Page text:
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United States v. Hauff

decided: February 8, 1973.

UNITED STATES OF AMERICA, PLAINTIFF-APPELLEE,
v.
RICHARD HAUFF, DEFENDANT-APPELLANT



Knoch, Senior Circuit Judge, Fairchild and Pell, Circuit Judges.

Author: Knoch

KNOCH, Senior Circuit Judge.

Defendant-appellant Richard Hauff has taken this appeal from his conviction in a jury trial on a four-count indictment charging violations of Title 18 U.S.C. ยง 1341 in his use of the mails on four different occasions in the execution of a scheme to defraud Rudolph and Florence Velasquez. Defendant was sentenced to a term of three years on each count, to run concurrently.

Mr. Velasquez testified that when he met defendant in 1967, the defendant offered him employment as a window washer and that the two became friends. He said that defendant told him of a conversation with Mrs. Velasquez in which she had said she was going to divorce Mr. Velasquez. Defendant suggested forestalling that divorce by converting all assets into cash to be placed in a safety deposit box.

Mr. Velasquez said he acted on this suggestion. He sold his and his wife's interest in two mutual funds and in an apartment building, cashing checks or depositing the proceeds in his savings accounts from which he made a series of withdrawals.

He described the general procedure as follows: in the company of the defendant, Mr. Velasquez would cash the checks given in payment for assets liquidated or withdraw several thousand dollars, usually in denominations of $50 or $100. About $51,000 was secured in this fashion in the course of time. He would count it and place it on the counter. The defendant would then pick it up and in nearly each instance put it into an envelope which he placed in his own coat pocket. On arrival at the safety deposit company, Mr. Velasquez would sign the access slip, but both men would go into the vault area. Defendant would drop an envelope into the safety deposit box or hand one to Mr. Velasquez to put into the box.

The safety deposit access slips were government exhibits at the trial. Bank tellers and a vault attendant testified to defendant's presence with Mr. Velasquez at the withdrawals of cash and the access to the vault. A thumbprint on the flap of one envelope found in the box was identified as defendant's.

When Mr. Velasquez later visited the box alone on October 24, 1968, he testified that of the nine envelopes he found there, none contained bills of a higher denomination than $1.00. He returned the same afternoon with his wife who testified that some of the envelopes contained paper cut up like money.

On the advice of his lawyer, Mr. Velasquez informed the United States Attorney's office, and with Postal Inspector Ostby again visited the box on October 31, 1968. Inspector Ostby testified to finding nine envelopes which contained altogether 304 $1.00 bills.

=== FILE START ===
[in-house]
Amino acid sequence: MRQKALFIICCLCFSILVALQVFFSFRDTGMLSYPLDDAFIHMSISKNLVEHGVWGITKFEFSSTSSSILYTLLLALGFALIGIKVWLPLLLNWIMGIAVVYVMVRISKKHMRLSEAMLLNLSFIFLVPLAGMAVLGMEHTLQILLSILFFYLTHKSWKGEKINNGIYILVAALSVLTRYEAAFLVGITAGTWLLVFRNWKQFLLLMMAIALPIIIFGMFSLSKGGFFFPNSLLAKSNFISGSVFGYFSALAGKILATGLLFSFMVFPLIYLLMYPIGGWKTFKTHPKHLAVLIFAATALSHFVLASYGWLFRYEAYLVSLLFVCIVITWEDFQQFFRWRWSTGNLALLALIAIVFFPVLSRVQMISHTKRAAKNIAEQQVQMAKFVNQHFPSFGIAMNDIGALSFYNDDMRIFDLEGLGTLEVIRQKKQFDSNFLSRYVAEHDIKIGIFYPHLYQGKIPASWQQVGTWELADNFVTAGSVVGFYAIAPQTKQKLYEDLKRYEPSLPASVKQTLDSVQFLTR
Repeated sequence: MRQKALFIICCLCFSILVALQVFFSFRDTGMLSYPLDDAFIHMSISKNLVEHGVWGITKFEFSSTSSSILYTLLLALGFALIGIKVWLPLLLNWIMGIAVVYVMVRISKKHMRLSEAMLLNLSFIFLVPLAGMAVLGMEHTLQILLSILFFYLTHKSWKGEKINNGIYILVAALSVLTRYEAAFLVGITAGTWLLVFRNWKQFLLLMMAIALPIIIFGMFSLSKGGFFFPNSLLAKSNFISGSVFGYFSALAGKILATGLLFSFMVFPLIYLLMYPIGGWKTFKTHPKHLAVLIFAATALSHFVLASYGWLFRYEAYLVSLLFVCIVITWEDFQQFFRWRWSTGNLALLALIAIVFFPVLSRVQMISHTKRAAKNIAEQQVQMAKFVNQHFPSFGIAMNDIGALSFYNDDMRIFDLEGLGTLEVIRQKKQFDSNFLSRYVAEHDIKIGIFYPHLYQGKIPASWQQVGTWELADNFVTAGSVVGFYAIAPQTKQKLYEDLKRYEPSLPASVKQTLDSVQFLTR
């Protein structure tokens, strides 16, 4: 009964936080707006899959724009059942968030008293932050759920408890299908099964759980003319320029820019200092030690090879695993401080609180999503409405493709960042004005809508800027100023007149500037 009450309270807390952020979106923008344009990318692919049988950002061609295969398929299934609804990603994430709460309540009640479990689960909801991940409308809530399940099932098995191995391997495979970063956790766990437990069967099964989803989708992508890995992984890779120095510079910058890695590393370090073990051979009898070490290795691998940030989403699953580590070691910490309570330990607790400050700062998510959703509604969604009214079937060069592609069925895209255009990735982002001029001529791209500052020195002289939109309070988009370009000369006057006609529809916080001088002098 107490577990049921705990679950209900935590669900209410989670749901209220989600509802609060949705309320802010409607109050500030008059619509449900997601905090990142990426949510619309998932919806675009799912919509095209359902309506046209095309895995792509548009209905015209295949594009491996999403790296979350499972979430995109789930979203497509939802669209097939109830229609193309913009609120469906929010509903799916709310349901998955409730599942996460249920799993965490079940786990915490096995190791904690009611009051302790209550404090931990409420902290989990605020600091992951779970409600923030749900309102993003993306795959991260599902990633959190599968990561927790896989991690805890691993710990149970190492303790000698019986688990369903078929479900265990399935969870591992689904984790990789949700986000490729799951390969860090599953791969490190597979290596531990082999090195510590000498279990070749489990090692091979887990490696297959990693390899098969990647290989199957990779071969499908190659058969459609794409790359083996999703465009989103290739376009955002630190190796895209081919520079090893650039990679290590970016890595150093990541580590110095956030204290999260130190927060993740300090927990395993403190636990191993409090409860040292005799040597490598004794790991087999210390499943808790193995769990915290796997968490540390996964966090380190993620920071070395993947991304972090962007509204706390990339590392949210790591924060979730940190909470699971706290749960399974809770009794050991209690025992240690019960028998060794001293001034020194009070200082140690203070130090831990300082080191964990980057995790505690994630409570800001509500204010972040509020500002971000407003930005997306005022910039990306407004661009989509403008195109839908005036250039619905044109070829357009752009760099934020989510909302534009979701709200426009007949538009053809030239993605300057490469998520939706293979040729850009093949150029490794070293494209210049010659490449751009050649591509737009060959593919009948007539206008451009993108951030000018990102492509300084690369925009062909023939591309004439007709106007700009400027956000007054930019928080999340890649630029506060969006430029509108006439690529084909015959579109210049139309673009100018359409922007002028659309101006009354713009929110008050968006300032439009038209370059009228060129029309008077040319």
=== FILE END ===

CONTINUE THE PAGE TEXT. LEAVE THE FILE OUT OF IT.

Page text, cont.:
On October 29, 1968, when Mr. Velasquez discussed the contents of the box with defendant, they had agreed that the box contained at least $51,000. At that time defendant urged Mr. Velasquez not to visit the box without him. Later, on November 4, 1968, when told about the missing money, defendant told Mr. Velasquez that the money was all safe but refused to discuss the disposition of the envelopes. The next day he advised Mr. Velasquez that they were partners in a business deal and promised to advance $30,000 for the Velasquez children.

During these three conversations Mr. Velasquez carried a transmitter. Transcripts were made and tendered to the defendant prior to trial. The government states that these were held inadmissible under the decision in United States v. White, 7 Cir., 1970, 405 F.2d 838, subsequently reversed, 1971, 401 U.S. 745, 91 S. Ct. 1122, 28 L. Ed. 2d 453. In oral argument in this court, counsel for the defendant, however, asserted that the material would have been inadmissible in any event because it was incoherent and inaccurate.

After his plea of not guilty, entered August 8, 1969, defendant was granted twenty days to file motions. On September 12, 1969, he filed his notice of Request for Pretrial Discovery, employing the wording of Local Criminal Rule 2.04(a) of the Northern District of Illinois, reading in pertinent part as follows:

(1) Permit defendant's attorney to inspect and copy or photograph any relevant written or recorded statements or confessions made by the defendant, or copies thereof, within the possession, custody or control of the government, the existence of which is known, or by the exercise of due diligence may become known, to the attorney for the government;

(2) Permit defendant's attorney to inspect and copy or photograph any relevant results or reports of physical or mental examinations, and of scientific tests or experiments made in connection with the case, or copies thereof, within the possession, custody or control of the government, the existence of which is known, or by ...


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